23/09/2012

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Duration: 1 hour

The team are in Lochaber in the west of the Scottish Highlands. Matt Baker goes on a steam train ride, described as the greatest railway journey in the world. Julia Bradbury finds out more about the female Victorian mountaineering pioneers who changed the face of climbing for women for ever.

Tom Heap investigates how we get our children to rediscover the great outdoors. Jules Hudson takes to a kayak to discover the wildlife that thrives on the west coast of Scotland and Adam Henson is back in Switzerland, having herded more than a thousand black nosed sheep down from the Alps, he's now taking part in the festival which celebrates their safe arrival in the local village.

Last on

Wed 3 Oct 2012 00:45 BBC One Northern Ireland only

See all previous episodes from Countryfile

  • Ladies’ Climbing

    Ladies’ Climbing

    Julia Bradbury is in Glencoe discovering the challenges faced by women climbers a century ago. She meets two members of the oldest women’s climbing club in Scotland – the Scottish Ladies Climbing Club - including Rhona Weir, who at 92 years old is still active in the hills. Then, led by climbing archivist Alison Higham, Julia takes on the challenge of scrambling in a skirt and hat, as ladies would have done in the early 1900s. But she quickly discovers that skirts and climbing are not an ideal partnership.

    Find out about Scottish ladies’ climbing
  • Matt On The West Highland Line

    Matt On The West Highland Line

    Matt Baker boards the West Highland steam train at Fort William and travels in Victorian style to Banavie and then Glenfinnan. On the way he passes over the towering Glenfinnan viaduct, which was made famous by the Harry Potter films. At Banavie he visits an eight-gated lock, the “Neptune’s Staircase”. This is a vital part of the Caledonian Canal, a continuous waterway of canals and sea lochs connecting Fort William to Inverness. At Glenfinnan, Matt climbs an ancient Lochaber pine to harvest pine cones.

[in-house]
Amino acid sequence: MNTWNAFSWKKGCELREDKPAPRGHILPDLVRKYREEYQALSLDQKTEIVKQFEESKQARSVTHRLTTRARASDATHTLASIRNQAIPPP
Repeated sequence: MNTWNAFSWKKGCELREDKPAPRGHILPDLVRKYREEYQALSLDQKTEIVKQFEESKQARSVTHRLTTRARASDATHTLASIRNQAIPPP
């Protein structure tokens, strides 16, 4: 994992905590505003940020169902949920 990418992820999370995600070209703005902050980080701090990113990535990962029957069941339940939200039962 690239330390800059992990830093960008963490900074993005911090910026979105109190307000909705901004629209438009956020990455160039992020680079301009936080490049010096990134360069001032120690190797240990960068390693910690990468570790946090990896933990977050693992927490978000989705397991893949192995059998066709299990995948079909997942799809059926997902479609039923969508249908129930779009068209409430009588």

Learn more about the Caledonian Canal
  • Adam And The Alps Part Two

    Adam And The Alps Part Two

    This week Adam continues his journey in Switzerland. Every year more than 1000 sheep are brought down off the Swiss Alps in Valais. As Adam’s been discovering, they cross some treacherous terrain and finally reach the homecoming festival that is celebrated by lots of spectators. The flock spends the night in an old stone enclosure and the following day the farmers sort through and claim the sheep that belong to them. The black-nosed ewes are unique to this area and have a thick long fleece that has allowed them to survive the harsh mountain conditions. Adam manages to get up close with the back-nosed sheep which are unique to this area.

  • Jules Seeks Out 'Scottish Coral'

    Jules Seeks Out 'Scottish Coral'

    Jules Hudson heads to the Sound of Arisaig to discover one of the Scottish west coast’s best-kept secrets. Maerl is a red coral-like seaweed which thrives on the sea bed of the shallow coastlines and lochs of the Western Highlands. It plays a vital role in nurturing young fish and scallops. Jules explores this protected maerl habitat by sea kayak. Then he meets marine biologist, Jane Dodd, as she surveys the Sound of Arisaig using an underwater camera. Jules also finds out why maerl plays a part in creating west Scotland’s iconic white sandy beaches.

    Discover more about maerl
  • Kids And The Countryside

    Kids And The Countryside

    The National Trust is running a campaign to re-connect children with nature, but how easy is that going to be? To find out, Tom Heap heads to Plymouth to meet the Carrington family. They’re too worried to let their children go and play in the woods on their own, but Tom finds some other safe and supervised ways that can enjoy the great outdoors, whether that’s on the land or in the sea. But will they like them?

    IMAGE: Courtesy of the Carrington family

    Find out more about the National Trust’s campaign
  • Crofters And Bothies

    Crofters And Bothies

    While walking near the Duror Forest, Julia takes shelter from a storm in a traditional bothy, which provides simple overnight accommodation for walkers. She learns bothy etiquette from the Mountain Bothies Association’s John Arnott as well as some of the history of the buildings they renovate for use by hill walkers. Many bothies used to be crofters’ dwellings, but were abandoned over the years as shepherds deserted the hills. Julia discovers that the tradition of crofting, or small scale farming, is one that many in Lochaber are keen to preserve. She meets Ian McTaggart and his apprentice Seymour McLeod, as they herd their cows on the common grazing of Glencoe village.

    Find out how to become a crofter

Credits

Presenter
Matt Baker
Presenter
Matt Baker
Presenter
Julia Bradbury
Presenter
Julia Bradbury
Presenter
Tom Heap
Presenter
Tom Heap
Series Producer
Teresa Bogan
Series Producer
Teresa Bogan
Presenter
Adam Henson
Presenter
Adam Henson

Broadcasts

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